ALMOST one in four people in the UK have experienced online bullying, with a 2019 YouGov poll finding 23 per cent of people reported being targeted online.

This week, this is evidenced in the tragic death of Love Island presenter, Caroline Flack who experienced cyberbullying before taking her own life.

The presenter’s death has also led to Vicky Clifton, from Pudsey, who has been trolled herself, to set up an online petition to call for such acts to be made illegal.

READ MORE: Caroline Flack death provokes plea from woman to stop trolls

Although, online abuse really shouldn’t be happening – it’s very much a reality online users have to deal with until the ‘powers that be’ do more to stop it.

Jordan Baker, chief executive officer of Sanity Marketing who has worked with more than 140 clients from the House of Commons to the Crowne Plaza Hotel chain, reveals five ways of dealing with online trolling:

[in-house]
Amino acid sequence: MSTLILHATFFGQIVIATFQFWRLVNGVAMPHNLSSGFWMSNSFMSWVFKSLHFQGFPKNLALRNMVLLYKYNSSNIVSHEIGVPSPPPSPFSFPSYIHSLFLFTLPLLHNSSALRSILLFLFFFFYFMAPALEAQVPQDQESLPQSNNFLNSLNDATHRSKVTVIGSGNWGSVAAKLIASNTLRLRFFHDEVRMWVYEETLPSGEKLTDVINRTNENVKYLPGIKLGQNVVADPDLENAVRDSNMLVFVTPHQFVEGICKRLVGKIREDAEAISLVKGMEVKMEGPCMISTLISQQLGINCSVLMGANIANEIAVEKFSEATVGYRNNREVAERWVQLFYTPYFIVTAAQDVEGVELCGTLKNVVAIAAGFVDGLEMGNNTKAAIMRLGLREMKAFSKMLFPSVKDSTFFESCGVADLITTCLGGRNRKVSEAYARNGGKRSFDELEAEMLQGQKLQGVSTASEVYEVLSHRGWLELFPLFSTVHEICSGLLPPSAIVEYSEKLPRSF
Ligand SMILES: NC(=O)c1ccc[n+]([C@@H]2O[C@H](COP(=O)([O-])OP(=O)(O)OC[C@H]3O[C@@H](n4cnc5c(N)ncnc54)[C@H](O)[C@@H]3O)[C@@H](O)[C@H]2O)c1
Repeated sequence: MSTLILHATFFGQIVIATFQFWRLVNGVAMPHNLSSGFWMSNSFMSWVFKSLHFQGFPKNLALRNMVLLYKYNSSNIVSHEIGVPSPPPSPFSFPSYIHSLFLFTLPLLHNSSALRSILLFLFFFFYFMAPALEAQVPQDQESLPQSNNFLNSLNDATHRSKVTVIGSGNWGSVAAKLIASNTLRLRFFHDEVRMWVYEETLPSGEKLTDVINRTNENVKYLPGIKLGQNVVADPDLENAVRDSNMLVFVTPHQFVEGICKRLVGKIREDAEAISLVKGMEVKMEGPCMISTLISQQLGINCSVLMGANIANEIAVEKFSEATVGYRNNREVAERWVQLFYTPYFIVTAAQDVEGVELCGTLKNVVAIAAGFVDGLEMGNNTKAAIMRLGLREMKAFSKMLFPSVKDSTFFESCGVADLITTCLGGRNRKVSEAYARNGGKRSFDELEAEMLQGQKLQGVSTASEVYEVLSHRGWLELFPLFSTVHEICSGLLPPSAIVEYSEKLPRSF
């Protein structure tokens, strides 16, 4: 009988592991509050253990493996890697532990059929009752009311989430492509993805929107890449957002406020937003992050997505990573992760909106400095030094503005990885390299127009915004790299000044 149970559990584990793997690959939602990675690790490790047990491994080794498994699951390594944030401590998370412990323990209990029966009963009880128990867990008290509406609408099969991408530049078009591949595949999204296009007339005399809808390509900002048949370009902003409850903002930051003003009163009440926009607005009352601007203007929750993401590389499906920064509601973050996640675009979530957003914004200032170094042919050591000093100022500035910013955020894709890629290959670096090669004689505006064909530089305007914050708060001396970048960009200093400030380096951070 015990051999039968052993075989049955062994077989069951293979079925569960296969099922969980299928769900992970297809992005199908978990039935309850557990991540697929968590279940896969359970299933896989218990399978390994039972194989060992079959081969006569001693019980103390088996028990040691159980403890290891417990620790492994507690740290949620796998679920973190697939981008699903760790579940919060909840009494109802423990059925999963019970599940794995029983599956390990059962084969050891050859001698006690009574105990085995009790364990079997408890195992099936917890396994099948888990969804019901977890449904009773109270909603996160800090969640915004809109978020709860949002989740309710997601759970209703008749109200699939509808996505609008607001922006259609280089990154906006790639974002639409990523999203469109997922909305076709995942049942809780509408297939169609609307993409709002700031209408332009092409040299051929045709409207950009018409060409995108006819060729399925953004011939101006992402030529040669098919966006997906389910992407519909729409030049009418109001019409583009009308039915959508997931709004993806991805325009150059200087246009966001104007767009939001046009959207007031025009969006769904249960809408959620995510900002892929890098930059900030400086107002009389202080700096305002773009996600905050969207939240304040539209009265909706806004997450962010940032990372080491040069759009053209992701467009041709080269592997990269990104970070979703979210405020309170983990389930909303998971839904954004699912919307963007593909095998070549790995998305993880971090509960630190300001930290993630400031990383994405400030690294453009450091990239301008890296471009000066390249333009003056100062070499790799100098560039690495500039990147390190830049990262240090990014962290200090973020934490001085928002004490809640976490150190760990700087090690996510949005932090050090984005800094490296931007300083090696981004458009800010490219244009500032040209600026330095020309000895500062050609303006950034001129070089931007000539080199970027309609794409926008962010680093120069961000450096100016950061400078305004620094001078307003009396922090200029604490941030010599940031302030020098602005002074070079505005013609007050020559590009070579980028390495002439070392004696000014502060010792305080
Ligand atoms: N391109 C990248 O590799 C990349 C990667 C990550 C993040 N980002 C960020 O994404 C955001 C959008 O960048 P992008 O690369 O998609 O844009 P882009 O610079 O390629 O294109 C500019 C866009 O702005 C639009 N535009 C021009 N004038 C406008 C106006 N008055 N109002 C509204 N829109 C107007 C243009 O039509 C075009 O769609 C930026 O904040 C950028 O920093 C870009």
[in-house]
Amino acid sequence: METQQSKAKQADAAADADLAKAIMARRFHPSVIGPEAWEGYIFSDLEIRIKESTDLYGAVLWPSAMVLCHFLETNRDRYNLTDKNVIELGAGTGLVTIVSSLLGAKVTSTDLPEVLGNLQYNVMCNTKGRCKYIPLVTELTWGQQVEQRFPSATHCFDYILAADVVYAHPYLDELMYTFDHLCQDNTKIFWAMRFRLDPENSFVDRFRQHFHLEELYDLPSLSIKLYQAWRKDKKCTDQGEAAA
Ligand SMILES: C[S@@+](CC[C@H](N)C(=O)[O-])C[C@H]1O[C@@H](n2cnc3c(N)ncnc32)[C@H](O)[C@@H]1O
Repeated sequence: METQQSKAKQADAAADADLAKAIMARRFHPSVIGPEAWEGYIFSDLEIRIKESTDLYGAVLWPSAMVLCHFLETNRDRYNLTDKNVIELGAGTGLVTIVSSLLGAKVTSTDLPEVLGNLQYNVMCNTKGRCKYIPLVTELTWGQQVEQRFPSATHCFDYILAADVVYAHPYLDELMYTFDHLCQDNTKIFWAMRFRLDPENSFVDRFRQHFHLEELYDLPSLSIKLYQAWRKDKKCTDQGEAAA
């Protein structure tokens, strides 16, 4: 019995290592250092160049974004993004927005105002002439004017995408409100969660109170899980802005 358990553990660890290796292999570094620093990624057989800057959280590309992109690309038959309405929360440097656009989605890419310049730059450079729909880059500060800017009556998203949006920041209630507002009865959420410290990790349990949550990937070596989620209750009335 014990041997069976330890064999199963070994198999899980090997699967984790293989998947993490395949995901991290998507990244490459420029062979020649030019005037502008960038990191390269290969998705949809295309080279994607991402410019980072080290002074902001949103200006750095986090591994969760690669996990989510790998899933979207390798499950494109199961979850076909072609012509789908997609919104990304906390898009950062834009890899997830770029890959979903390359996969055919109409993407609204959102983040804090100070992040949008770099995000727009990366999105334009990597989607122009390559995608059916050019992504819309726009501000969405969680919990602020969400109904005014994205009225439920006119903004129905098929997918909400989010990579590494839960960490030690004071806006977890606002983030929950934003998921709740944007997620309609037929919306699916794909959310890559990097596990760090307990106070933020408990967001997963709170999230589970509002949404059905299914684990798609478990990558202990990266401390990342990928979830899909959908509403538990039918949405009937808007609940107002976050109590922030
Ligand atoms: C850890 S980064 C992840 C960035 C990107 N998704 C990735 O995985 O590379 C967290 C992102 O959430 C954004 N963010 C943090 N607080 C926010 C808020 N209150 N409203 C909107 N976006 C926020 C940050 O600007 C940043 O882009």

1 Ignore them: although not easy to do, the now famous phrase ‘don’t feed the trolls’ is probably your best bet for managing unwarranted abuse.

Like most bullies, they crave a reaction and get bored when they don’t get one. Starve them. The easiest of steps (and one of the most satisfying) is to block/ban them and report them to the relevant platform. Out of sight, out of mind.

2 Talk about it: don’t suffer in silence. Tell your friends and family or look to support groups. You are not alone.

3 Make your profiles friends-only: making your accounts private limits your reach and interaction with the outside world – but at least you get to choose who you are interacting with – knowing they are kind and rooting for you. This might be especially worth doing if you are feeling vulnerable.

4 Online exodus: the most dramatic of steps, but sometimes a period without social media accounts can give you the space and time to breathe; as well as a little perceptive. Alternatively, turn off push notifications so you log on in your own time; or make a habit of logging on when you’re in a particular environment (such as at home) surrounded with family or friends.

5 Call them out: a risky move but potentially very gratifying – stand up to them. Like most bullies, keyboard warriors tend to be cowards and quickly retreat when they are confronted.

They don’t tend to be masters of debating so fight back with facts; kill them with kindness or reply with humour and let them make a (public) fool of themselves and crawl back under the bridge from whence they came.